The moment the first pictures appeared of 11-year-old Khowlah Noman at a press conference, flanked by her mother in niqab and a Muslim activist from Mississauga, I knew there was something not right. Khowlah’s story that an Asian man cut her hijab with scissors was a physical impossibility. To cut the hijab with scissors through the winter jacket was only possible if the jacket was completely removed. This was not the case. There was obviously more to it than met the eye, but not for our bleeding-heart, guilt-ridden politicians, hungry for the Muslim vote bank in some pockets of Toronto. (Toronto Sun)

Anthony Furey: Hijab hoax girl, family owe Canadians an apology

It was the assault that pulled on the heartstrings of a nation. Khawlah Noman’s story of being attacked not once but twice by a man in his 20s who used scissors to cut her hijab garnered responses from coast-to-coast. The media seized upon this troubling tale as camera crews rushed to her Scarborough school for a press conference several hours after the Friday morning assault happened. (Toronto Sun)

Ezra Levant: Why Canadians deserve apology after “hijab hoax” — and girl's mother must be charged

I want an apology from the Islamophile politicians, and media, who were so quick to believe this obviously fake story, and smear Canadians. I want an apology and an explanation from the school board and the police for permitting this bizarre exploitation of this child for PR purposes. (Rebel)

Candice Malcolm: Canada needs a better approach to dismantling Islamist networks

Returned ISIS fighters join the ranks of a hidden class of enemy citizens secretly embedded in our society. These radical agents have built their own infrastructure, and use our openness and freedom to wage war against us. Of course, most Muslims in North America are not part of this covert network. In Canada, large majorities explicitly reject the Islamist ideology. (Toronto Sun)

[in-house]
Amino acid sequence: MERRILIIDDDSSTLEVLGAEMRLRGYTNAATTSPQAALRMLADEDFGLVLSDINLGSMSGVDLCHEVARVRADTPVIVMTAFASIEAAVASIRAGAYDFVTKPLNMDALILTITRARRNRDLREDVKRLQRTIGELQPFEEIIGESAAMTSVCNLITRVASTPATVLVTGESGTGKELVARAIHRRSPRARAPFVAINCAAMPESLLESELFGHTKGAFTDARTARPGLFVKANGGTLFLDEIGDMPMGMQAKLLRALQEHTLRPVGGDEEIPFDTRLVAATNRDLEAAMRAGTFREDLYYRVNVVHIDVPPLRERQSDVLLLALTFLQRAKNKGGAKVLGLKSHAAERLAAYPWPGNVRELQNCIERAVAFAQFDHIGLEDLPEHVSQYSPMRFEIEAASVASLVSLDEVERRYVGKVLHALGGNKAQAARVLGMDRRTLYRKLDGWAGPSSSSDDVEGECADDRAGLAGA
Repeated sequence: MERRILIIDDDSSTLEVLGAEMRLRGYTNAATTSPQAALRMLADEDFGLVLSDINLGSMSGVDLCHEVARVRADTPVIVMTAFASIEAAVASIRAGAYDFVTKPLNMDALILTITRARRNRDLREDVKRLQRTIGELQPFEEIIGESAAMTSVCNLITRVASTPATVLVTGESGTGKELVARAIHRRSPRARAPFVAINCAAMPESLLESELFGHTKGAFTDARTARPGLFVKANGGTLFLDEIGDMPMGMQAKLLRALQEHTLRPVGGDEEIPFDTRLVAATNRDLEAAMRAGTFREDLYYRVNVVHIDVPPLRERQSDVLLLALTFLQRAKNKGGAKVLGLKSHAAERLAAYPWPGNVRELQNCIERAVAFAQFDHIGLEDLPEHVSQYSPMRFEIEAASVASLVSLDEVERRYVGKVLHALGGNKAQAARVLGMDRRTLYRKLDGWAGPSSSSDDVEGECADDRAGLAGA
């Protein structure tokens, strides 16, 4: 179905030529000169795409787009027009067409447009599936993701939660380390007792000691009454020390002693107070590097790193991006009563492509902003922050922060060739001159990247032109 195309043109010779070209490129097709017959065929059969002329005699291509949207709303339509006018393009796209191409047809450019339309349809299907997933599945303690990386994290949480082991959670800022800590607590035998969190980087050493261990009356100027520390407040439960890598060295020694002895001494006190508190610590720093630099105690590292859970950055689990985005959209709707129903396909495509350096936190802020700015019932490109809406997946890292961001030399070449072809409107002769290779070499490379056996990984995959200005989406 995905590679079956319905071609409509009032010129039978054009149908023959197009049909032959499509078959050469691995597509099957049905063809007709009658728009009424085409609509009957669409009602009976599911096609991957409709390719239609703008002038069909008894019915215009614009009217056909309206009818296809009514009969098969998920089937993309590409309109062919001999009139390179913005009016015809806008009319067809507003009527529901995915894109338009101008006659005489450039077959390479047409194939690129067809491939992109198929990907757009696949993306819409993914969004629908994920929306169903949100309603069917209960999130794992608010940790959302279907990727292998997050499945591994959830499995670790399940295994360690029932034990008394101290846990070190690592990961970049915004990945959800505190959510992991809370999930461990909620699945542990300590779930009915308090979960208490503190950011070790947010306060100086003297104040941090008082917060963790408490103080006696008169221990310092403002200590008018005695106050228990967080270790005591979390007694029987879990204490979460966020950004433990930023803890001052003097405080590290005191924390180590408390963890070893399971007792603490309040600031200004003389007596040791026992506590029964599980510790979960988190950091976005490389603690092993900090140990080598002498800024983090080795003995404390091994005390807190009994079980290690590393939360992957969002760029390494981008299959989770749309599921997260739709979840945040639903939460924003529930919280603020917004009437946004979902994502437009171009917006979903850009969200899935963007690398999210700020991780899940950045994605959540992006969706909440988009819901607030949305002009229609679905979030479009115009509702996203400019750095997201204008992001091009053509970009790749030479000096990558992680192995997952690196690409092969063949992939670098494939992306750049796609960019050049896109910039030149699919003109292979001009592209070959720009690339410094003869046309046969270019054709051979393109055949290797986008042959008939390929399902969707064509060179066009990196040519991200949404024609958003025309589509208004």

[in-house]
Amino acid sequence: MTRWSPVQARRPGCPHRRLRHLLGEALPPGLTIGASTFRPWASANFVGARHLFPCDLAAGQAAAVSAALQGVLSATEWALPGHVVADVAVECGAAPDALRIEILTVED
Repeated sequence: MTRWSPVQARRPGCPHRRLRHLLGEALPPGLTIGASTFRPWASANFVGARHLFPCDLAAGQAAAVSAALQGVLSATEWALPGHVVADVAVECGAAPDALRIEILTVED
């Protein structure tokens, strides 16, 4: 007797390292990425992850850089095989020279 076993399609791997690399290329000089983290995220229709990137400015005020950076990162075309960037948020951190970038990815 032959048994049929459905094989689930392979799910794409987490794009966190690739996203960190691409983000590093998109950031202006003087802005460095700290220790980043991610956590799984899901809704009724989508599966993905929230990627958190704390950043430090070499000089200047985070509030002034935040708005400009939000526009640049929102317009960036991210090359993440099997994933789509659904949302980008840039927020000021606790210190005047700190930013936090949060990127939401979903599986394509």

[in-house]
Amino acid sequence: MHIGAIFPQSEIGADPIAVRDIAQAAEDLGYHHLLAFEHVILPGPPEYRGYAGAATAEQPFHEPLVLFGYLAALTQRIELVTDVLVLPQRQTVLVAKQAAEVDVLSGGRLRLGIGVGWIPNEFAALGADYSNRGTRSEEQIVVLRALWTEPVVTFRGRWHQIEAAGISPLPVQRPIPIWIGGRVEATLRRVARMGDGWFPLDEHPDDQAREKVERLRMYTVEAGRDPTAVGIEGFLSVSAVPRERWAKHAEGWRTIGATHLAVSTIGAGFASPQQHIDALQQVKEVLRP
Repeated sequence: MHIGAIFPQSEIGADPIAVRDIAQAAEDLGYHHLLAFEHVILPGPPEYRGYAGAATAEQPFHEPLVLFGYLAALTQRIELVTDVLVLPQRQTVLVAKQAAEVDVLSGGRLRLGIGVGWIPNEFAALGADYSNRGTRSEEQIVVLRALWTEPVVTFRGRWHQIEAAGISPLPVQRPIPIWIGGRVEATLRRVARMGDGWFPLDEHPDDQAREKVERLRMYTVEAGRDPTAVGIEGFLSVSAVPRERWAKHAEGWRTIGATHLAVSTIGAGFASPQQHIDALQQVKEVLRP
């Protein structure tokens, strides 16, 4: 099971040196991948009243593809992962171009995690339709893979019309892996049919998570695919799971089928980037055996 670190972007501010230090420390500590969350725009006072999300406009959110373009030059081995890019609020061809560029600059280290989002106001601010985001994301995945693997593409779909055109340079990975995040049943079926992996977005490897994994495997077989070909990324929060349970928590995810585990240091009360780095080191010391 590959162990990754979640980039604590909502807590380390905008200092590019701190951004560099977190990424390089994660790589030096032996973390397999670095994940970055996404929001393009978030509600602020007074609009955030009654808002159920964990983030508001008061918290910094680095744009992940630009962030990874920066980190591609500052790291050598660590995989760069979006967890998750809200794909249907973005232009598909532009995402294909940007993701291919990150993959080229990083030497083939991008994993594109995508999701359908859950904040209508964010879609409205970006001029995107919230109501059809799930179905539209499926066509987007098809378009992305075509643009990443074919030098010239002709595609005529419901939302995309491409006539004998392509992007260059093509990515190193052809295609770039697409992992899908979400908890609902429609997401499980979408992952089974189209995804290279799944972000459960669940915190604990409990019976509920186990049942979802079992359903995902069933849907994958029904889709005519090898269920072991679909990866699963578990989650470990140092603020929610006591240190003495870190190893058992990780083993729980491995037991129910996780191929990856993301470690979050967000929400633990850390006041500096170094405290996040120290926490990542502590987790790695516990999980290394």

Majed El Shafie: Now’s the time for Trudeau to act on Iran

It’s been two weeks since Iranians took to the streets across Iran in protest. More than 20 people including children have been killed, over 3,000 have been arrested. With a lull in protest activity following a crackdown by the Iranian Revolutionary Guard (IRG)- the Ayatollah’s fighting forces – now is the time for Prime Minister Justin Trudeau to find his voice and use the levers available to increase pressure to support reforms that benefit the Iranian people. (Toronto Sun)

Andrew Coyne: Certainty of a nuclear-armed North Korea leaves only one option for Canada

North Korea’s bold dash for nuclear status; its provocative missile launches in recent months, and the crazed exchange of threats that followed between North Korean dictator Kim Jong-un and President Trump; the alarming inconsistency of the statements coming out of a U.S. administration seemingly at war with itself, the president at one point even seeming ready to fire his secretary of state: the whole world is on edge these days. As it happens the president was golfing when the mistaken alert was sent out. Imagine if he had not been. (National Post)

Washington Times: A lesson from Canada

Talking the talk is easy. Walking the walk is not so easy. Justin Trudeau, the prime minister of Canada, thought he could take a shot at the Americans, and Donald Trump in particular, for its determination to get out-of-control immigration under something resembling control. Lesson apparently learned. When President Trump tried to bar immigration last year from seven particularly troublesome countries sending waves of their own people to the United States, and these nations happened to be Muslim-majority nations, Mr. Trudeau thought it would be fun to mock Mr. Trump about his stance on refugees and other asylum-seekers and his determination to restore order on the border. (Washington Times)

Mark Bonokoski: Liberals foolishly poke the bully in U.S. trade snit

The Trudeau Liberals, afraid that big, bad, bully Donald Trump will demand all the NAFTA candy or walk out, have done what cry babies are known to do when fearful of not getting their way. They’ve run to mommy. (Toronto Sun)

David Jones: Shaking up the Mideast

After more than a generation of excavation in the Middle East, the U.S. government has finally concluded the hole it has been digging for the “two state solution” has no foreseeable “pot of gold” at the end of the rainbow. Nor, to mix metaphors, does the room filled with manure have a pony in it, as hypothesized by the little optimist. So, U.S. President Donald Trump stopped digging and closed the door on the manure pile. (Toronto Sun)